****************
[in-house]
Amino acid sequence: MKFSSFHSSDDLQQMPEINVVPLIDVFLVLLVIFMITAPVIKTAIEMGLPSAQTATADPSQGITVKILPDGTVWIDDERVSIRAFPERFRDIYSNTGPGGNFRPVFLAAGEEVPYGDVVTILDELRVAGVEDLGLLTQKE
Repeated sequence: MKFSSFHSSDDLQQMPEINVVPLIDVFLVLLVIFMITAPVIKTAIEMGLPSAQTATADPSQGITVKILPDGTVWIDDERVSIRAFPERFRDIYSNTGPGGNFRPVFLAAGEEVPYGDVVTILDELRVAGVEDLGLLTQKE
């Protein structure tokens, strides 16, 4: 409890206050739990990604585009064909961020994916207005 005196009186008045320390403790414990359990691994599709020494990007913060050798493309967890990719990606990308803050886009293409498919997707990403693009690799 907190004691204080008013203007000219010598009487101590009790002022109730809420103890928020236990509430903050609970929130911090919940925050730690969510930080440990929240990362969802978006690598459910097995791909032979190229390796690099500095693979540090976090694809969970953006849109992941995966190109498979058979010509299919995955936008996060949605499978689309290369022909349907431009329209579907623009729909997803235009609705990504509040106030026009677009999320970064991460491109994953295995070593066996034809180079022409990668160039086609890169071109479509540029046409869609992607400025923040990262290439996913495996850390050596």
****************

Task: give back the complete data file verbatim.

[in-house]
Amino acid sequence: MKFSSFHSSDDLQQMPEINVVPLIDVFLVLLVIFMITAPVIKTAIEMGLPSAQTATADPSQGITVKILPDGTVWIDDERVSIRAFPERFRDIYSNTGPGGNFRPVFLAAGEEVPYGDVVTILDELRVAGVEDLGLLTQKE
Repeated sequence: MKFSSFHSSDDLQQMPEINVVPLIDVFLVLLVIFMITAPVIKTAIEMGLPSAQTATADPSQGITVKILPDGTVWIDDERVSIRAFPERFRDIYSNTGPGGNFRPVFLAAGEEVPYGDVVTILDELRVAGVEDLGLLTQKE
């Protein structure tokens, strides 16, 4: 409890206050739990990604585009064909961020994916207005 005196009186008045320390403790414990359990691994599709020494990007913060050798493309967890990719990606990308803050886009293409498919997707990403693009690799 907190004691204080008013203007000219010598009487101590009790002022109730809420103890928020236990509430903050609970929130911090919940925050730690969510930080440990929240990362969802978006690598459910097995791909032979190229390796690099500095693979540090976090694809969970953006849109992941995966190109498979058979010509299919995955936008996060949605499978689309290369022909349907431009329209579907623009729909997803235009609705990504509040106030026009677009999320970064991460491109994953295995070593066996034809180079022409990668160039086609890169071109479509540029046409869609992607400025923040990262290439996913495996850390050596």